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Block v. Meharry Medical College

United States District Court, M.D. Tennessee, Nashville Division

April 14, 2017

ROBERT M. BLOCK, Plaintiff,



         Pending before the Court is Plaintiff Robert Block's (“Dr. Block”) Motion to Alter or Amend. (Docket No. 137). Dr. Block requests this Court to reverse the Court's Order granting summary judgment to Defendant Meharry Medical College (“Meharry”). Meharry filed a Response in Opposition, (Docket No. 143), and Dr. Block replied, (Docket No. 145). For the following reasons, the Court will deny Dr. Block's Motion to Alter or Amend.


         To prevail on a Rule 59(e) motion to alter or amend a judgment, a party must show “‘(1) a clear error of law; (2) newly discovered evidence; (3) an intervening change in controlling law; or (4) a need to prevent manifest injustice.'” Betts v. Costco Wholesale Corp., 558 F.3d 461, 474 (6th Cir. 2009) (quoting Henderson v. Walled Lake Cons. Sch., 469 F.3d 479, 496 (6th Cir. 2006)).

         The Rule 59(e) vehicle does not exist to provide the movant with a second opportunity to make its previous argument, that is, a Rule 59(e) motion “is not an opportunity to re-argue a case.” Sault Ste. Marie Tribe of Chippewa Indians v. Engler, 146 F.3d 367, 374 (6th Cir. 1998). Moreover, the movant should not use a Rule 59(e) motion to raise or make arguments “which could, and should, have been made before judgment issued.” Id.; see also FDIC v. World University, Inc., 978 F.2d 10, 16 (1st Cir. 1992) (“Rule 59(e) motions are aimed at reconsideration, not initial consideration.”) (emphasis in original) (internal quotations omitted).

         In light of the “narrow purposes” of the motion, the judicial system's interest in the finality of judgments, and the conservation of judicial resources, Rule 59(e) motions “typically are denied.” Miller v. Bell, 655 F.Supp.2d 838, 844 (E.D. Tenn. 2009) (internal quotations omitted). In his Rule 59(e) Motion, Dr. Block does not discuss, or tie his argument to, the Rule 59(e) standard of review, but it appears that Dr. Block believes the Court needs to prevent manifest injustice or that the Court made a clear error of law or fact.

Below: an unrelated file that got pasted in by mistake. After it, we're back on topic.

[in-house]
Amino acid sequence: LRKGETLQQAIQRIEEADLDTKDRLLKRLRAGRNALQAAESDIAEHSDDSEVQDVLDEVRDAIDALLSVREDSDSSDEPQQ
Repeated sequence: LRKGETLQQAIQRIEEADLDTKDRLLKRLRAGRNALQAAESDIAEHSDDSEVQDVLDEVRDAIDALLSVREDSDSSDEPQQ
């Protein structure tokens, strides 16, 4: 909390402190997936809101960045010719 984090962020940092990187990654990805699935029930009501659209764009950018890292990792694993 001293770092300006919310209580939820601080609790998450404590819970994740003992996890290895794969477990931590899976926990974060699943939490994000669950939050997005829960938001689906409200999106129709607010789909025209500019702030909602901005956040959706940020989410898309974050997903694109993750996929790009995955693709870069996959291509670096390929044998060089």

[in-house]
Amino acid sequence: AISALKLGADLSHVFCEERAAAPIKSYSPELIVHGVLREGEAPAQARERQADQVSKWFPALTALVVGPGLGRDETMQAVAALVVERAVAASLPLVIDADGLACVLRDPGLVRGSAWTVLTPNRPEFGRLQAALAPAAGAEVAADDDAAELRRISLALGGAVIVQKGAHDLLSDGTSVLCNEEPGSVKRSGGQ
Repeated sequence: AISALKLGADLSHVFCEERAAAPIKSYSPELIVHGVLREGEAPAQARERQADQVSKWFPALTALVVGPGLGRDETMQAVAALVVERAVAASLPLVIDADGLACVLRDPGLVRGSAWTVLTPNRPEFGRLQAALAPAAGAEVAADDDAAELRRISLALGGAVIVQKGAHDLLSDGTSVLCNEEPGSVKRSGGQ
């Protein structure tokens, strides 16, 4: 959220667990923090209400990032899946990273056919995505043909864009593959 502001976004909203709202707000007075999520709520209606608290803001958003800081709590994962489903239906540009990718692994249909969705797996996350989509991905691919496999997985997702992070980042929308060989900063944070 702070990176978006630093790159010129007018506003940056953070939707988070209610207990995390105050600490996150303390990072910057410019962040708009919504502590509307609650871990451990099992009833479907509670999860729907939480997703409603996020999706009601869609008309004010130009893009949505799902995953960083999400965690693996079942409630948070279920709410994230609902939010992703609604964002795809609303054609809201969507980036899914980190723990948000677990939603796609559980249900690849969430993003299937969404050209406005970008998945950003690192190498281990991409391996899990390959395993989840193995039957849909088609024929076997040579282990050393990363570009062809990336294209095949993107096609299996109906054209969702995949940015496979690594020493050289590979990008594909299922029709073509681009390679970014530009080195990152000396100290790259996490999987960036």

Regarding the meaning of the term “manifest injustice, ” it has been noted that
There is no judicial consensus . . . but several courts have applied the Black's Law Dictionary definition, which states that “manifest injustice” is an error in the trial court that is direct, obvious, and observable . . . A party may only be granted reconsideration based on manifest injustice if the error is apparent to the point of being indisputable. In order for a court to reconsider a decision due to “manifest injustice, ” the record presented must be so patently unfair and tainted that the error is manifestly clear to all who view it.

In re Roemmele, 466 B.R. 706, 712 (Bankr. E.D. Pa. Mar. 14, 2012) (internal quotations omitted). “A similar application of the dictionary definition to a clear error of law or fact requires an error that is ‘plain and indisputable, and that amounts to a complete disregard of the controlling law or the credible evidence in the record.'” In re Titus, 479 B.R. 362, 368 (Bankr. W.D. Pa. 2012) (quoting In re Oak Park Calabasas Condominium Ass'n, 302 B.R. 682, 683 (Bankr. C.D. Cal. 2003)).


         I. Dr. Block's Time Barred Claims

         The Court found Dr. Block's claims in regards to his demotion from Professor to Associate Professor time barred, because the demotion occurred more than 300 days preceding Dr. Block's EEOC charge complaining of this demotion. More specifically, the EEOC charge was filed on November 20, 2013, and therefore any events occurring before January 24, 2013 (300 days prior) are time barred. The Court found that Dr. Block was demoted in February 2012, based on Dr. Block's own admission in his Complaint. (Docket No. 1 at 4). Moreover, Dr. Block admitted he was notified of his demotion in February 2012 in Plaintiff's Response to Defendant's Statement of Undisputed Material Facts. (Docket No. 96 at 5).

         Dr. Block argues that the Court was incorrect in finding this claim time barred for two main reasons. First, he claims certain aspects of the factual background create a genuine issue of material fact. For example, Dr. Block argues that his 2012-2013 employment contract appointing him a full Professor shows that his demotion didn't occur until the contract expired in June 2013. Dr. Block also argues that he did not experience a change in salary when he was demoted in February 2012, and therefore Dr. Block didn't know that he had been demoted until much later (when his 2012-2013 contract expired). (Docket No. 141 at 2-3). He argues that because June 2013 is within the 300 days immediately preceding his EEOC charge, the demotion claim is therefore not time barred.

         These factual arguments, however, do not change the fact that Dr. Block admitted that he knew about his demotion in February 2012 when he received a letter from Dean Janet Southerland “advising him that he had been appointed as an Associate Professor instead of Professor.” (Docket No. 1 at 4). Nor do they change the fact that Dr. Block used the title “Associate Professor” in his signature block in three separate documents in January 2012. (Docket No. 100-3 at 2-4). Finally, they do not change the fact that Dr. Block applied for a promotion from Associate Professor to Professor in the fall of 2012 and that Dr. Block admits he was notified that his application for promotion had been ...

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